Ever think about how great it would be if you didn’t have to buy a specialized concoction for every little household chore? And how expensive it becomes when you do? Add up the cost of some fertilizer, some ant spray and some weed killer, and you’re probably looking at spending close to $50 at the hardware store. Save the money for a barbeque. Here are five ways to use the items in your kitchen to spruce up your outdoor space.
RESTORE TIRED CLAY POTS:
A good vinegar bath can make even the dullest clay pots look like new! Start by scrubbing them to remove loose dirt and debris. Then, let them soak in a mixture of one part distilled white vinegar and three parts water for 30-45 minutes. Wipe remaining debris and soak in water again to dilute the remaining vinegar. Give them one last scrub with soapy water and rinse.
PERK UP YOUR PLANTS:
Sprinkle coffee grounds in your soil to fertilize your flora and sweeten your stems. Coffee grounds provide important nutrients and release nitrogen into the earth as they degrade. They’re the perfect pick-me-up for acid-loving plants like tomatoes, roses and azaleas. And they attract soil-boosting earthworms too!
WIPE OUT PESKY WEEDS:
Finally, an easy way to get rid of those pesky weeds in the cracks of your walkways and patio pavers. Simply dilute salt in water (mix a 3:1 ratio of salt-to-water to start) and pour it over the weeded areas to dehydrate unwanted vegetation. Take care not to pour the mixture too near to areas of desirable vegetation though, as it will negatively affect them as well.
SEND THE ANTS MARCHING AWAY:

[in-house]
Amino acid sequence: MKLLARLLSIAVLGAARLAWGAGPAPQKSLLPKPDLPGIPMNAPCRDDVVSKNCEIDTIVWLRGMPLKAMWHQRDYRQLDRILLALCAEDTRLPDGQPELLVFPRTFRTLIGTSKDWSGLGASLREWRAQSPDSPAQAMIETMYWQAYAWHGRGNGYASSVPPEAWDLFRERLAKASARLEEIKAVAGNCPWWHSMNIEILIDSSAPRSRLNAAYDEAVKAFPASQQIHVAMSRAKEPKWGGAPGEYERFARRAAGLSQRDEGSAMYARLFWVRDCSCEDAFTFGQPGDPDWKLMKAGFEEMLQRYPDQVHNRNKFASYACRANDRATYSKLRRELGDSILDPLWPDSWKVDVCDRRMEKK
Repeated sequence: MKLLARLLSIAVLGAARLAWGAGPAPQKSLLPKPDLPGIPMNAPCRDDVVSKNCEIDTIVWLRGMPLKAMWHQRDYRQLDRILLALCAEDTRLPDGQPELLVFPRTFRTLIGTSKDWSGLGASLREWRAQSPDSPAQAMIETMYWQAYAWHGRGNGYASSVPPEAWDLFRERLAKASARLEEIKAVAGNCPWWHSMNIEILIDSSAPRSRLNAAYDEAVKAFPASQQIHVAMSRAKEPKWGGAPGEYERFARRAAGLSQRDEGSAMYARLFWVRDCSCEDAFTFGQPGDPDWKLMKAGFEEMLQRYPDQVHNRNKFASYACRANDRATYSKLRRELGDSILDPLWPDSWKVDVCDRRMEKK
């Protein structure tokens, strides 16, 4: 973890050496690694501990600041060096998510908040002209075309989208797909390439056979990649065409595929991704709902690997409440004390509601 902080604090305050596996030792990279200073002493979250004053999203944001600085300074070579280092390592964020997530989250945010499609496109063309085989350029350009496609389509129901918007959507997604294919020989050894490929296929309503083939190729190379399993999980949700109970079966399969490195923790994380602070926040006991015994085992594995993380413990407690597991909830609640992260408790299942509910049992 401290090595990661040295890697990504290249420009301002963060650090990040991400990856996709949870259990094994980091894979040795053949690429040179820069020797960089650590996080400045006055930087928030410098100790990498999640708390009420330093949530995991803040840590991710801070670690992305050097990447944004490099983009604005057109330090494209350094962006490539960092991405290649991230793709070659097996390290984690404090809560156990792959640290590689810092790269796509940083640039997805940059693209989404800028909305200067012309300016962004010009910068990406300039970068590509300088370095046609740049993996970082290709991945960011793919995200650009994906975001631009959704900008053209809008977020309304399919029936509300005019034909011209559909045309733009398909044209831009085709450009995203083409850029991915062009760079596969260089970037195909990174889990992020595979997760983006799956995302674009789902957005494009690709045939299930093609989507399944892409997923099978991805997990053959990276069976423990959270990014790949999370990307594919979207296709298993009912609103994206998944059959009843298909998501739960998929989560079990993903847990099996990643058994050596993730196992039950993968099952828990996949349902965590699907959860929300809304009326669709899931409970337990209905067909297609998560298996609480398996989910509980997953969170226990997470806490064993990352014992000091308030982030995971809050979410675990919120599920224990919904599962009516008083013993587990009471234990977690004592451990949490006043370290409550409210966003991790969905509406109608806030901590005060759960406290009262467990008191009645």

Apparently, cucumbers positively repel ants. Place peels around the perimeter of your patio doors, eating areas and other places you don’t wish to see the bothersome buggers assemble. Mint tea bags, bay leaves and cinnamon are also said to keep ants at bay.
BLAST CONCRETE STAINS:
Baking soda’s sure to take your outdoor flooring stains to task — whether it’s grilling grease, pet urine, motor oil, or wine from the night before. Start by wetting the area with a hose. Then, sprinkle a generous amount of baking soda over the stain on the concrete. Use a nylon brush to rub it into the stain and let it sit for about 15-20 minutes. In the meantime, boil a large pot of water. Once the soda has set, carefully pour the boiling water over the stain (take care not to splash or scald yourself or others). Once the area has cooled, use the brush to scrub out the stain. (Baking soda’s great for cleaning grills too!) If you’ve got a stubborn stain that just won’t budge, a professional can help. According to HomeAdvisor’s True Cost Guide, most homeowners paid between $80 and $200 to pressure wash a driveway.
With the start of fall just around the corner, we (in the southern states) can look forward to cooler weather for outdoor projects! If you have any questions about sprucing up your home or what outdoor trends buyers are looking for, send me an email, I’d be happy to help!
Danielle MacCarthy, REALTOR
Ref: Home Advisor